Q:

# What happens to density as temperature increases?

A:

In general, matter expands with rising temperature, which leads to a fall in density. However, there are important exceptions, such as the case with water when it transforms from the solid to the liquid state. Its molecules contract, leading to both a fall in density and a rise in density.

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Credit: Jelene Morris CC-BY 2.0

The ideal gas law, PV = nRT, shows that for gases, volume increases with an increase in temperature, which means that density falls. "P" is pressure, "V" is volume, "n" is number of moles and "R" is a constant. The equation shows that if number of moles and pressure are kept constant, an increase in temperature leads to an increase in volume. On the other hand, the equation "density = mass/volume" shows that for other matter, such as pure liquids and solids, density still tends to fall with increasing volume, as most matter expands with a rise in temperature anyway. This shows that, bar a few exceptional cases, density falls with an increase in temperature.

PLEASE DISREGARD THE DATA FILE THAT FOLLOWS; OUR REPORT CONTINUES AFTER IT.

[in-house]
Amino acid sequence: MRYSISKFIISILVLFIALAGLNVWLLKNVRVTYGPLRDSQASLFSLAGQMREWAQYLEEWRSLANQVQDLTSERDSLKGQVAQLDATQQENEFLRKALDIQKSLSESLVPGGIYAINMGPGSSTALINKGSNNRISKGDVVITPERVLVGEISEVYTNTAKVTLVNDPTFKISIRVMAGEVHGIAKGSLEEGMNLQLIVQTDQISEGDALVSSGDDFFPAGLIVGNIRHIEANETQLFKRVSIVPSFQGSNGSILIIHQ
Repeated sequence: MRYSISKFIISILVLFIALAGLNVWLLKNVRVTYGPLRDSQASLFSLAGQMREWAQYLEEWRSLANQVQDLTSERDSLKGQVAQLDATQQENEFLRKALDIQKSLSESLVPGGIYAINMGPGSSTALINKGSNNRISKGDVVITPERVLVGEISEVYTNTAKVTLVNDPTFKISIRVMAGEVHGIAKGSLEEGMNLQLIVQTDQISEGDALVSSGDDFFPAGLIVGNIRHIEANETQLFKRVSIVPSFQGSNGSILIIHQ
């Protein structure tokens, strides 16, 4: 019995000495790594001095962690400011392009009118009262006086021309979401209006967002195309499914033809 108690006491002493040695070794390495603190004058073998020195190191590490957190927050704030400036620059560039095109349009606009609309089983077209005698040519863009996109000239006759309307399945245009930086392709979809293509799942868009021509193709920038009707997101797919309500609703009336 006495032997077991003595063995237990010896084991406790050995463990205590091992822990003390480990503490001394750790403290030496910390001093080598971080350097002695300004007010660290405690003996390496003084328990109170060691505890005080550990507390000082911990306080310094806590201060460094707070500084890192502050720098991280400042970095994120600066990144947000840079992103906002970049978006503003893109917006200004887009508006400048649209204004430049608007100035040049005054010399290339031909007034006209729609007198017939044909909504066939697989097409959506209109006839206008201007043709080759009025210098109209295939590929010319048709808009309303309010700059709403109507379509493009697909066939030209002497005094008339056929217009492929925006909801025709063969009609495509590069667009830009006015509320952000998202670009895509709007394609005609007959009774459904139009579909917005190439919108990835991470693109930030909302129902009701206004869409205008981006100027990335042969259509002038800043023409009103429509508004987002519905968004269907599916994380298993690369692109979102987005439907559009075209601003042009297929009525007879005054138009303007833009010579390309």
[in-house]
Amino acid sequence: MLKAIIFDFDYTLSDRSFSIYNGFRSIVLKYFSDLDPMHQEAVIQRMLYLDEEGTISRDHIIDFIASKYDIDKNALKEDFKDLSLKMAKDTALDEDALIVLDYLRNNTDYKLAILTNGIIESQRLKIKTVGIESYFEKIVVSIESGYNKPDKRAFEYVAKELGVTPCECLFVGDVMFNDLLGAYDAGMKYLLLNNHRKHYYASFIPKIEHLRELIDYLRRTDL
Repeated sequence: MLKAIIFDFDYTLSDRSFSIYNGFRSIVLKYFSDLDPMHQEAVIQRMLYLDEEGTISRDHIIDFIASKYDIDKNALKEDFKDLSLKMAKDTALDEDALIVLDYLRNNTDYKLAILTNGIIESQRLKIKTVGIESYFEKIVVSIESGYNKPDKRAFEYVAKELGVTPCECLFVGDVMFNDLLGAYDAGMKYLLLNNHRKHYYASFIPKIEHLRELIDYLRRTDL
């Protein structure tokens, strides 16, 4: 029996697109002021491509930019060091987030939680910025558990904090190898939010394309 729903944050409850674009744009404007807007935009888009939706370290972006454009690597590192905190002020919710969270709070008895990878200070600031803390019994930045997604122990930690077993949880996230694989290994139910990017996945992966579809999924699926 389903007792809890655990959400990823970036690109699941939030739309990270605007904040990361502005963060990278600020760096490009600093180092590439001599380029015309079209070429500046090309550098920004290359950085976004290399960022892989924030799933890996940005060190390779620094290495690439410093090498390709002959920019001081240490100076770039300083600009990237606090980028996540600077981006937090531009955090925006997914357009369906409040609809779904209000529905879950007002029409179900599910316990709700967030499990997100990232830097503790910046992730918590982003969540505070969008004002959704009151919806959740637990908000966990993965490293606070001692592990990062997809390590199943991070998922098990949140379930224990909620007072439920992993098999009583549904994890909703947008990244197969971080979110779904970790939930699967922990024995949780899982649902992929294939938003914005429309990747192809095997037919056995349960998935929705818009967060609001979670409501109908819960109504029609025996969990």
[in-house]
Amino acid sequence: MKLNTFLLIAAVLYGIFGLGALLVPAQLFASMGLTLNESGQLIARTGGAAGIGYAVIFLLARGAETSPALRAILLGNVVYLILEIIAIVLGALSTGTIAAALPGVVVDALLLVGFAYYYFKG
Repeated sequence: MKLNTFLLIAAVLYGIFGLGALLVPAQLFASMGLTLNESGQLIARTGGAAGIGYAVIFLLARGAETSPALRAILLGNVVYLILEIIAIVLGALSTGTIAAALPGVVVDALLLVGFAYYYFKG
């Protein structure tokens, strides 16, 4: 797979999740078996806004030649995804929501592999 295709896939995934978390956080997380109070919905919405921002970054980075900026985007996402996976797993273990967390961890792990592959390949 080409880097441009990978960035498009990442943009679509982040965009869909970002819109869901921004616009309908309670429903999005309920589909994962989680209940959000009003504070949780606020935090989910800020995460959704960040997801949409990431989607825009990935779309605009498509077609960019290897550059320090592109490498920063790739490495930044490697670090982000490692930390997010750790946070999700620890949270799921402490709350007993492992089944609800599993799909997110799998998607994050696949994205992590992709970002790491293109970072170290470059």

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## Related Questions

• A:

Density is measured by an object’s mass to volume ratio. The formula, which is expressed as density=mass/volume, quantifies how much matter is packed into the underlying object or space. Density is often measured in kilograms per cubic meter.

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Air density is the mass of air per unit of volume it occupies, and it is expressed in kilograms per cubic meter when using the metric system. In the free atmosphere, air density decreases when temperature increases or when the air is humid. However, air density increases when pressure increases.

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The density of a pencil varies based on the type of pencil, but it can be found by measuring the pencil's mass, preferably in grams, and then dividing the mass by the volume. The formula for density is density = mass/volume.